Fem-Power – the Return

A subset of roughly 51% of the population is occupied by brave, unsung heroes for whom each day is a battle-Females. You and I are part of this battle just as much as anyone else, as defenders, offenders or as by-standers. A discussion of the struggle of widows demands an acknowledgment of a lack of society’s support towards these individuals; the absence of sociological safeguards and the presence of ill-advised remarks, to name a few.

Fem-power, a campaign to fight these odds, after a short period of dormancy, is back with rejuvenated spirits and has been revamped by NCSC. To kick-off our new journey, the 16th of May, marked an interactive session studded with epitomes of courage and gutsiness at NIT Auditorium, NUST, under the name, “I am Woman, Hear me Roar”.

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The speakers included Waliya Najib, a self-proclaimed, autodidact photographer based in Islamabad who proved her mettle swiftly in a couple of years.

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The second speaker gracing the occasion was Ghazala Bangash, whose long-drawn-out life experiences simply can’t be put into words by scribblers like me. She pioneered this driving-training half a century ago for girls. She can still recount the same retro-shallowness of minds that is kept, even today towards feminal driving. Her mantra is “Stop whining, start living. Be brave and learn how to drive as I did!”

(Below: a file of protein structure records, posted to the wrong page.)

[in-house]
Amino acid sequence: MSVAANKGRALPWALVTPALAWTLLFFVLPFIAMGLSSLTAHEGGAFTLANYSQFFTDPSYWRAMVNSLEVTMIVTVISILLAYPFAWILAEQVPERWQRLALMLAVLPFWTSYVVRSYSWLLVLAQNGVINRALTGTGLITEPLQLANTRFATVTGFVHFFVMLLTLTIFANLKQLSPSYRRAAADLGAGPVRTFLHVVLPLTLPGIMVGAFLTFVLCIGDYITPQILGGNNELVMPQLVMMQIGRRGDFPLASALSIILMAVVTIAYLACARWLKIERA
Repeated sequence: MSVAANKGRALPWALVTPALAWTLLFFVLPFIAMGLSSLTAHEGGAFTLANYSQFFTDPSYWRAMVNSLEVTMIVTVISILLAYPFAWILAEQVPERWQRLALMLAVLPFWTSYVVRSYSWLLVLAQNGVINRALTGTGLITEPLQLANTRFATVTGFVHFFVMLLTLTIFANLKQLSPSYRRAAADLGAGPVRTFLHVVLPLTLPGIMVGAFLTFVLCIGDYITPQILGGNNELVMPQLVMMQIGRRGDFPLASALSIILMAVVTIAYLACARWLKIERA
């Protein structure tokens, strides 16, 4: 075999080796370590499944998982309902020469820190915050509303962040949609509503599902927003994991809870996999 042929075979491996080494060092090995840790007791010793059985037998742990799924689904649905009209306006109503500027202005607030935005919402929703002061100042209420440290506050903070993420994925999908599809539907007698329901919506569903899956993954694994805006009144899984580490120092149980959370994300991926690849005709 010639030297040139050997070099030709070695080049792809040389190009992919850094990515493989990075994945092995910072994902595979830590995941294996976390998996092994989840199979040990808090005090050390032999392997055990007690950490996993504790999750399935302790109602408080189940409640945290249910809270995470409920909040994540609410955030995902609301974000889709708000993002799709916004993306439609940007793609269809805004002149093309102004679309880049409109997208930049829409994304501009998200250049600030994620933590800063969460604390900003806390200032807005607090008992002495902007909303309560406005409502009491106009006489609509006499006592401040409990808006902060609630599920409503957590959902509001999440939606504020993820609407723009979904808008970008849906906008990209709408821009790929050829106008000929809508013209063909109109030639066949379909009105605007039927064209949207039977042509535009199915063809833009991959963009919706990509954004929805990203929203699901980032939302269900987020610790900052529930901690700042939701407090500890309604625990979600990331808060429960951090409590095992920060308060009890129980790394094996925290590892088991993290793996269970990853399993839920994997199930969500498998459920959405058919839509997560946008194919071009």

The third speaker, Shahnaz Kapadia, being our firebrand and literally- the rabble rouser, created the ambience of a true motivational TED talk. She reflected upon the impediments that once were on her way to becoming a multi-million dollar (churner) business-woman. Today, she is content. She is filled with a charismatic stimulus; she is a game-lifter, an expert on gender studies, still against all odds faced by a woman entrepreneur in our society. And yes, she effortlessly tackled the somehow-knotty questions afterwards during a ‘Questions & Answers’ session.

18739236_1805418329474395_1672604476714559618_oThe once buoyed up house met some goose bumps when a slight mention of her son’s death during the Kashmir earthquake was made. After successfully returning from the gloom’s abyss, today Ms. Kapadia is a running fount of valor, for men and women alike.

The question is, should we settle with the current norms of society? Is shoving widows, the underprivileged women, to nooks of condescension justified? At what point do society’s remarks turn to due laudation? Surely, someone needs to lay the foundations of some sort of panel intent on fighting this injustice.

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We, team FEMPOWER, aim to help women, especially forlorn widows surviving without bread-winners, in the suburbs of Islamabad presently, and appeal for the identification of deserving cases.

Our fight is against the scathing legacy left behind by yesterday’s society, plagued by sexist and scornful traditions targeted towards these unfortunate souls.  Our mission is to extricate the lives of women who want to support their destitute families on their own, as these are individuals easily foraged upon by societal misogyny.

 

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